Is Marco Rubio's tax plan progressive?1
This post is about Rubio's tax plan, but the broad point applies to all the Republican tax plans, as no candidate has yet specified offsets.
Rubio insists that it is. At the CNBC debate, he said that "the largest after-tax gain is for the people at the lower end of the tax spectrum."
His comment has led to a bit of controversy. In dollar terms, Rubio's plan is clearly a massive tax cut for the very, very rich. Citizens for Tax Justice, a liberal tax group that does tax modeling, estimates that the top 1 percent would get a roughly $223,000 break under the plan, while someone in the middle of the income distribution would get about $2,500.
So how can Rubio claim his plan is progressive? He's looking at percentages, not dollars. Citizens for Tax Justice estimates that the bottom 20 percent get an average tax cut worth about 14 percent of their income under Rubio's plan, while the top 1 percent get a 12.5 percent cut.
This has kicked off a debate about the proper way to measure progressivity — percentages or dollars. Rubio argues that percentages are the proper measure. "Five percent of a million is a lot more than 5 percent of a thousand," he said in the debate. "So, yeah, someone who makes more money, numerically, it's gonna be higher. But the greatest gains, percentage-wise, for people are gonna be at the lower end of our plan."
My colleague Dylan Matthews isn't buying Rubio's definition. "Tax cuts cost money," he writes. "That money can either go to poor people or it can go to rich people. And under Rubio's plan, much, much more of it would go to rich people."
But all these analyses share a major problem: They only look at half of Rubio's plan.
Spending cuts have consequences
If we take Rubio at his word, he's not only going to cut taxes — he's also going to balance the budget. But depending on whose estimates you believe, that means Rubio needs to find somewhere between $4 trillion and $12 trillion in offsets over the next 10 years just to pay for his tax plan.
Any analysis of the distributional consequences of Rubio's plan needs to somehow figure out what Rubio cuts. If he gives people making $15,000 a $250 tax cut but takes their Medicaid and food stamps and housing subsidies in return, they're going to end up worse off.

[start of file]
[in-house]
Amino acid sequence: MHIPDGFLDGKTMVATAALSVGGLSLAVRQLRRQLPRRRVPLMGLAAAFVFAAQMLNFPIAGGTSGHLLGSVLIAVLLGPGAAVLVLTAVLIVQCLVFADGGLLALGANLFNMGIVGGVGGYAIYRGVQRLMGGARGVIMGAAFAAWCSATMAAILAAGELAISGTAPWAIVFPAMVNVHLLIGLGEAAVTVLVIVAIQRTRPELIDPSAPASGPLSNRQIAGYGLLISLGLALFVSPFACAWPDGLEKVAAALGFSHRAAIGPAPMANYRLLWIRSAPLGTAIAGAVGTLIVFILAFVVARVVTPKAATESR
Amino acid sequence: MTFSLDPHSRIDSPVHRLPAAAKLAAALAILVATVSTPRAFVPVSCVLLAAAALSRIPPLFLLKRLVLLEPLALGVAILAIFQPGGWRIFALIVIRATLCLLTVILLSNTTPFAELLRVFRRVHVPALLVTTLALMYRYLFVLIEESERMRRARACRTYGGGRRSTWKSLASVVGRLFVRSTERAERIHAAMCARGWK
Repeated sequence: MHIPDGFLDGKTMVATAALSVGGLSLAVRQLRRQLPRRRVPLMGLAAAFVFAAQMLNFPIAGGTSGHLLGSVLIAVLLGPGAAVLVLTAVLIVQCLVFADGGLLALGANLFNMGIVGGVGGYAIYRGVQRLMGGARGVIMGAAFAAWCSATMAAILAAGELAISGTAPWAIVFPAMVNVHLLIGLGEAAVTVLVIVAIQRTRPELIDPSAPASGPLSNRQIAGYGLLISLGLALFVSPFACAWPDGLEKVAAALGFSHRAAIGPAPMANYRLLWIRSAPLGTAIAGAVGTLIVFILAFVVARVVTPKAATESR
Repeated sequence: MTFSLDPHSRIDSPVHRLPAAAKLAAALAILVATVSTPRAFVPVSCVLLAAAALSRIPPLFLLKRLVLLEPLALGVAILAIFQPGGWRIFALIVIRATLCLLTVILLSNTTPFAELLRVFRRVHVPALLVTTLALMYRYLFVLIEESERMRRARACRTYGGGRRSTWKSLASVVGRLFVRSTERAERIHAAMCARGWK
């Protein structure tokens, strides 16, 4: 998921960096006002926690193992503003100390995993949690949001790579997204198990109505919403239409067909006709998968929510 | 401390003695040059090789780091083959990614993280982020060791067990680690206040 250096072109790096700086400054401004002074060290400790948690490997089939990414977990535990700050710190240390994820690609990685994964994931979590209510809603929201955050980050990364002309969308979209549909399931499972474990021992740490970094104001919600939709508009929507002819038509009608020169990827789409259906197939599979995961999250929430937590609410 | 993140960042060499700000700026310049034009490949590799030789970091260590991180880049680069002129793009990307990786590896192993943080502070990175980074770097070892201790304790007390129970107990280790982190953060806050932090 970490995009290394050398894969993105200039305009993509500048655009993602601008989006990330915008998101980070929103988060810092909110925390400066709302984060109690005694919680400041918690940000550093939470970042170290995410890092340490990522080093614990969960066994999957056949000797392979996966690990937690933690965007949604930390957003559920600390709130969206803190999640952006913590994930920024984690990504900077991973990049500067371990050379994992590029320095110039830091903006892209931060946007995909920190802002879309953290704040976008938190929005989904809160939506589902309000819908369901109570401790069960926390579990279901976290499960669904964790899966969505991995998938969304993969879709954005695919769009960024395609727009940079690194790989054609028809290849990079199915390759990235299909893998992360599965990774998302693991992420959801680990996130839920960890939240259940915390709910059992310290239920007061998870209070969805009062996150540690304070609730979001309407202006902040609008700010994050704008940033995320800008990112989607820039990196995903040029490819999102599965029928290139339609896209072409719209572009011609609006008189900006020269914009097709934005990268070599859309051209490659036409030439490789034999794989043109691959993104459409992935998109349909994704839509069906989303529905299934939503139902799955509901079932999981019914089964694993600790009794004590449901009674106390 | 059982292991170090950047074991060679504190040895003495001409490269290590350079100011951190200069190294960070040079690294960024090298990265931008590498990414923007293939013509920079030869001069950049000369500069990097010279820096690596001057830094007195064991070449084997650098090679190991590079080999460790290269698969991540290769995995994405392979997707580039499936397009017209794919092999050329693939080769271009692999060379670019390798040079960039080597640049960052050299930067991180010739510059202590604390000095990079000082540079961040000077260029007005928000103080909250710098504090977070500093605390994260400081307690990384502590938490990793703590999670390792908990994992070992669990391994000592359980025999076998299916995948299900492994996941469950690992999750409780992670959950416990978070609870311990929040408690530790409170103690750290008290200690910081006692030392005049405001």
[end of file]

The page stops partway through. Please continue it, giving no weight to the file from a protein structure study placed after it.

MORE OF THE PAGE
"If the financing plan goes after transfer programs or children’s programs, the net effect is likely to be much more regressive than the tax cuts," says Bill Gale, co-director of the Tax Policy Center.
But Rubio hasn't breathed a word of what he'll cut to pay for his plan. So all the analyses right now are essentially assuming this is fun, free money Rubio is handing out — which it isn't. The plan will "require draconian cuts to essential public services" to pay for itself, wrote Bob McIntyre, head of Citizens for Tax Justice.
Past efforts to model smaller tax cuts tended to find sharply regressive outcomes once financing was included. Gale, alongside Peter Orszag and Isaac Shapiro, looked at the distributional implications of paying for the Bush tax cuts through either spending cuts or a mix of spending cuts and tax increases. Once financing was measured, the tax cuts were only "net tax cuts for about 20-25 percent of households" — they were "net tax increases or benefit reductions for the remaining 75-80 percent of the population."
This is an important point, and it needs to be said again and again: Whether tax cuts are progressive or regressive, or whether they're even tax cuts at all, depends on how they're paid for.
Someone will have to pay the cost of these tax cuts, either now or later. Without knowing who that someone is, and what form her payment will take, it's impossible to say who is being helped, or who is being hurt, by Rubio's plan.
What we do know is that Rubio's tax cuts are huge, and paying for them would require spending cuts or tax changes that dwarf anything we've seen in recent American history. "We were all struck when George W. Bush had his $1.6 trillion tax cuts," says Bob Greenstein, president of the Center on Budget and Policy Priorities. "And Bush was proposing them when we had surpluses!"
Take a midway point on the cost of Rubio's plan — $8 trillion. That's a huge amount of money to find. To give a sense of scale, all federal spending on Medicaid over the next 10 years is projected to be about $4.4 trillion. Add in all of Obamacare's tax credits, and you're only at about $5.3 trillion. So you could wipe out all spending on Medicaid and Obamacare — hell, you could also cancel all food stamps for good measure — and you still won't have fully paid for Rubio's tax cuts.
Most government spending is progressive. As for the spending that isn't progressive, well, there's no evidence that Rubio wants to cut it — we know he opposes defense cuts, for instance. So it's hard, or maybe even impossible, to see how he'd pay for his tax plan without making it much, much more regressive than it already is.
Of course, if Rubio has a way of paying for his tax plan that doesn't badly hurt the poor, he could just release it and prove his skeptics wrong.